As the Senate moves closer to another cloture vote on Senator Dodd’s legislation, we are again reminded of the several flaws found in the Dodd-Frank approach to financial regulatory reform.
Beginning with the rescue of investment bank Bear Stearns in the spring of 2008, the Federal government has committed trillions of taxpayer dollars to institutions like Fannie Mae, Freddie Mac, AIG, Citigroup and Bank of America, out of fear that the demise of any of these “too big to fail” institutions would trigger a systemic crisis and collapse of the global financial system. With the bailout of creditors domestically and overseas, we have seen an increase in moral hazard and a 78 basis point advantage in lower borrowing costs for those firms receiving government funds.
Instead of learning from the failures of 2008, the legislation put forward will compound the moral hazard problem. Take the House bill that passed last December. Armed with a $150 billion bailout fund backed by the US Treasury, regulators would be authorized to “make loans to, or purchase the debt obligations of a systemically risky company; purchase its assets; assume or guarantee its obligations; take liens on assets or sell or transfer the company’s assets.” This is a huge amount of power left to the discretion of government officials. As my colleague Rep. Brad Sherman (D-CA) accurately described when the bill was first introduced, it amounts to “TARP on steroids.”
Beyond the bailout fund, the House bill provides regulators the authority to “guaranty obligations of solvent” financial institutions; that’s right solvent firms. Essentially, the FDIC will be able to extend $500 billion in taxpayer liabilities to companies that are not currently in financial trouble. While final language remains uncertain, the Senate bill incorporates much of this approach.
This is not the death panel that Chairman Frank so often claims when referring to the fate of failing institutions. Given the ability to arbitrarily reward certain creditors and counterparties, this is not an “enhanced bankruptcy process” or an “expedited bankruptcy” that the Administration wants people to believe. Despite the rhetoric coming from the other side, the Dodd-Frank approach hands over the keys to the Treasury to a group of unelected bureaucrats. If TARP was any indication, regulators will always err on the side of doling out too many (not too few) federal dollars under the guise of preventing a systemic shock.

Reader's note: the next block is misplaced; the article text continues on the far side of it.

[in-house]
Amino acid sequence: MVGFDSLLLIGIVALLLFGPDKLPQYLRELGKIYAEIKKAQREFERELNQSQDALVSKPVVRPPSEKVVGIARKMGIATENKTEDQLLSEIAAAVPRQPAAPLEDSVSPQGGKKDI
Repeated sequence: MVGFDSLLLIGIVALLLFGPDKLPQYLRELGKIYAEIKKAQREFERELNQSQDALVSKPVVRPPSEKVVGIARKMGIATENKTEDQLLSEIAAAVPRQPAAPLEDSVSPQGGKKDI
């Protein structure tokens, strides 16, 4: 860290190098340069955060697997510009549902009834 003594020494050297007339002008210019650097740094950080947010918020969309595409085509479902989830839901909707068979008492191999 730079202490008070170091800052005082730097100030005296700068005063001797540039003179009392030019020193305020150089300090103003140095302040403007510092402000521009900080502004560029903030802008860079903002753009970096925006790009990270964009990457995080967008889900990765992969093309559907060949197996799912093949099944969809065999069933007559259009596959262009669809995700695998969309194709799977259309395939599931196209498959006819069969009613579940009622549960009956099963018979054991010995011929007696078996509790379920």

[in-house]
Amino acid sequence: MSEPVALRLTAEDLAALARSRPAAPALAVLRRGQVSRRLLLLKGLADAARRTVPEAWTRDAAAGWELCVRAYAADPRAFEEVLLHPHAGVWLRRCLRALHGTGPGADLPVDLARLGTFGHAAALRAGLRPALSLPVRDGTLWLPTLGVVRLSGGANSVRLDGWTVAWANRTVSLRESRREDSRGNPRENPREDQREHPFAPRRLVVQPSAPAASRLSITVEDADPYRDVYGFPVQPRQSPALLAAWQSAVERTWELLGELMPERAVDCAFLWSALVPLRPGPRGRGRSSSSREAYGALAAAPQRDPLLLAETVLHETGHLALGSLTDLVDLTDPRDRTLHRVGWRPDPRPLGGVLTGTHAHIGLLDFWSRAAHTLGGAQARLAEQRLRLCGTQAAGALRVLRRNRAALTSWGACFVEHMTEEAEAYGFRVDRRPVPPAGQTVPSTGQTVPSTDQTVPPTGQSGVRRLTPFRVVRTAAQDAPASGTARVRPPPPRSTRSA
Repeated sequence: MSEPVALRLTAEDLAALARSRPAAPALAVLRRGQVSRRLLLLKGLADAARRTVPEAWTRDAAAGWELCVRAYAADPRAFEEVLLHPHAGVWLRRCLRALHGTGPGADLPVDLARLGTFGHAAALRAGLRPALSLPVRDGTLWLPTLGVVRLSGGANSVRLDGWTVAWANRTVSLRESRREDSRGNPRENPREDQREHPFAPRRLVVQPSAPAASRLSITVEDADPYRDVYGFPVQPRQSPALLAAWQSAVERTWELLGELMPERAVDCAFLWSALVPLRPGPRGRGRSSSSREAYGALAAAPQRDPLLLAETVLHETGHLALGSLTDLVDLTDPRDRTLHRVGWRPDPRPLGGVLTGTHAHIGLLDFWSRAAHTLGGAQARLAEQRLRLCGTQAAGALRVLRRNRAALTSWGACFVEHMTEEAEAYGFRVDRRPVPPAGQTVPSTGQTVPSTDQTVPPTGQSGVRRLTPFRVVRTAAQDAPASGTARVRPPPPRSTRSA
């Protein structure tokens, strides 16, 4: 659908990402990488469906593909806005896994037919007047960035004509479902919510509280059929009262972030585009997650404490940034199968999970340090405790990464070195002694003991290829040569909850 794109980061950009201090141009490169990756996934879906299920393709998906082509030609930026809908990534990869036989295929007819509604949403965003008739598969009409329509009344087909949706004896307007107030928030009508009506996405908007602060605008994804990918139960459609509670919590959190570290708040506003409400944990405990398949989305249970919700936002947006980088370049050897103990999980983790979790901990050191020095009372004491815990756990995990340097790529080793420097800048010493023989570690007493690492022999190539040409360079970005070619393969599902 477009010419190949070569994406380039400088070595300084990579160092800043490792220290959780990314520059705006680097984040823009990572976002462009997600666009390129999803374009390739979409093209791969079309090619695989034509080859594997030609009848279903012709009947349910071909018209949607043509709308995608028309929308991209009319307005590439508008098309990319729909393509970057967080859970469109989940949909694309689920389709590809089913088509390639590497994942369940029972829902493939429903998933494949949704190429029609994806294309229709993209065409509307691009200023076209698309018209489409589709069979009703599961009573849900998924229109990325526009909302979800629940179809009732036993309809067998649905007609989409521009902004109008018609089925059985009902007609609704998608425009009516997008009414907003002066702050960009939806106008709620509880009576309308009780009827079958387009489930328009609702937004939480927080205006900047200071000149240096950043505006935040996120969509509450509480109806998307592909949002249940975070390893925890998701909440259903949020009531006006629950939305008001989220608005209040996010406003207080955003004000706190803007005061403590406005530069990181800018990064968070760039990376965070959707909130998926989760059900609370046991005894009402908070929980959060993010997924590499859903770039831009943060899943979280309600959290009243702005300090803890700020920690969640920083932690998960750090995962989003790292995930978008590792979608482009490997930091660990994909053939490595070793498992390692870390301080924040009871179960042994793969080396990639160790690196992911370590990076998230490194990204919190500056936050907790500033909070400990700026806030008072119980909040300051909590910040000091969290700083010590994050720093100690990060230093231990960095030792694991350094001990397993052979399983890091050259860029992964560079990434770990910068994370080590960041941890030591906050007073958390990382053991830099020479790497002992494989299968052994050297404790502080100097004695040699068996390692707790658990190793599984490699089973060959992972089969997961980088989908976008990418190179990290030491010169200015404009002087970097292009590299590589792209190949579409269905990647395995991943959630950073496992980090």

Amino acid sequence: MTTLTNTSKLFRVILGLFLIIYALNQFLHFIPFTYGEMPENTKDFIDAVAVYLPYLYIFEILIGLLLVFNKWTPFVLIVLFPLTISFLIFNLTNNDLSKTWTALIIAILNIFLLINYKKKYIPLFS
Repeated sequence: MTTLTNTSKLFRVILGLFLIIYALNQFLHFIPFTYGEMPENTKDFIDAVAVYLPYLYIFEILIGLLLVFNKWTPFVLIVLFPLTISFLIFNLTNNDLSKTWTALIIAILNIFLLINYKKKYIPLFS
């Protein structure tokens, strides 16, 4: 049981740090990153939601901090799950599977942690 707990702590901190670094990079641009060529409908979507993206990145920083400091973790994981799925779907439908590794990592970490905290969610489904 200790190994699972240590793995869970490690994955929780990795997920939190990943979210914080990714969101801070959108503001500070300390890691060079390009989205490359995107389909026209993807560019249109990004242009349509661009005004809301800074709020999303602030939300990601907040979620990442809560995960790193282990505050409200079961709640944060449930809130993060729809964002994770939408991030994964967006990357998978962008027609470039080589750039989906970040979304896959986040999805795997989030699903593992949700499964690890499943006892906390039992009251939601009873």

If the goal of regulatory reform is to prevent failed firms and those that do business with it from receiving taxpayer bailouts, three simple steps should be avoided:
- First, do not give regulators the authority to make loans to or purchase assets of a failed firm.
- Second, do not create a bailout fund which will reward those very parties.
- Third, do not give the FDIC the authority to guaranty $500 billion worth of debt of solvent institutions.
The underlying assertion of the Dodd-Frank approach is that the bureaucrats that missed the last crisis will be there to foresee and prevent the next one. Instead of handing over permanent bailout authority to the bureaucrats that performed so poorly in the past, Congress should focus on expanding the bankruptcy code to liquidate failed financial firms in a timely manner. Today, this type of expedited bankruptcy is routinely used to resolve failed airlines and railroads.
The bankruptcy code is clear, efficient and does not rely on bureaucratic discretion. Firms that take improper risk will fail. Those businesses that choose to deal with such a firm will also face the consequences of their decisions. With the understanding that the federal government is out of the bailout business, better underwriting will be practiced throughout our capital markets and market discipline will return. As a result, credit will be directed to credit-worthy products, rather than to large financial institutions whose only competitive advantage is an implicit government guarantee in the event of failure.
There was strong bipartisan opposition to the Dodd-Frank approach when it sneaked through the House last December. Those that opposed the bill understood the implications for the taxpayers and our capital markets under this plan. Hopefully, Senator Richard Shelby and his colleagues opposing the Dodd-Frank approach in the Senate will not settle until drastic changes are made to this fundamentally flawed bill.
The views expressed by guest bloggers on the Foundry do not necessarily reflect the views of the Heritage Foundation.